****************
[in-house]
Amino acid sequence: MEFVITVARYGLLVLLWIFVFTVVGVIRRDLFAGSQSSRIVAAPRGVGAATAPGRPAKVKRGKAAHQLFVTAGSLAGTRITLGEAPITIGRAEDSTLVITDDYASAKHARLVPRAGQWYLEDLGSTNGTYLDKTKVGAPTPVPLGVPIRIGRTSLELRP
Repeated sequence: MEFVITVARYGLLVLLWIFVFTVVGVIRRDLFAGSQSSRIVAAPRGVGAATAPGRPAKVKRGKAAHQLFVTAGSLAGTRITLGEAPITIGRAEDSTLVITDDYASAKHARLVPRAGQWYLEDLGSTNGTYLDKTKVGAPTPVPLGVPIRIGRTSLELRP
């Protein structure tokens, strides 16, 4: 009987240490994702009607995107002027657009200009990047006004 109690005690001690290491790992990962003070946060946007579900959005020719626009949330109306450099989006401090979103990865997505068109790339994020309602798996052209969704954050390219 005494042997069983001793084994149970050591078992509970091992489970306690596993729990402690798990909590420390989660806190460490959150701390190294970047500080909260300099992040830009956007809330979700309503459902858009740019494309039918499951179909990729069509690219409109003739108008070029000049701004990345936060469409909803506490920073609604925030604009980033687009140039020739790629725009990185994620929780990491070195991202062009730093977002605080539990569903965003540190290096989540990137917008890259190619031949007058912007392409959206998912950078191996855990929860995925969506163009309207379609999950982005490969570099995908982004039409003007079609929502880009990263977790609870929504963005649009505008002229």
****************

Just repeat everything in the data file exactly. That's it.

[in-house]
Amino acid sequence: MEFVITVARYGLLVLLWIFVFTVVGVIRRDLFAGSQSSRIVAAPRGVGAATAPGRPAKVKRGKAAHQLFVTAGSLAGTRITLGEAPITIGRAEDSTLVITDDYASAKHARLVPRAGQWYLEDLGSTNGTYLDKTKVGAPTPVPLGVPIRIGRTSLELRP
Repeated sequence: MEFVITVARYGLLVLLWIFVFTVVGVIRRDLFAGSQSSRIVAAPRGVGAATAPGRPAKVKRGKAAHQLFVTAGSLAGTRITLGEAPITIGRAEDSTLVITDDYASAKHARLVPRAGQWYLEDLGSTNGTYLDKTKVGAPTPVPLGVPIRIGRTSLELRP
């Protein structure tokens, strides 16, 4: 009987240490994702009607995107002027657009200009990047006004 109690005690001690290491790992990962003070946060946007579900959005020719626009949330109306450099989006401090979103990865997505068109790339994020309602798996052209969704954050390219 005494042997069983001793084994149970050591078992509970091992489970306690596993729990402690798990909590420390989660806190460490959150701390190294970047500080909260300099992040830009956007809330979700309503459902858009740019494309039918499951179909990729069509690219409109003739108008070029000049701004990345936060469409909803506490920073609604925030604009980033687009140039020739790629725009990185994620929780990491070195991202062009730093977002605080539990569903965003540190290096989540990137917008890259190619031949007058912007392409959206998912950078191996855990929860995925969506163009309207379609999950982005490969570099995908982004039409003007079609929502880009990263977790609870929504963005649009505008002229």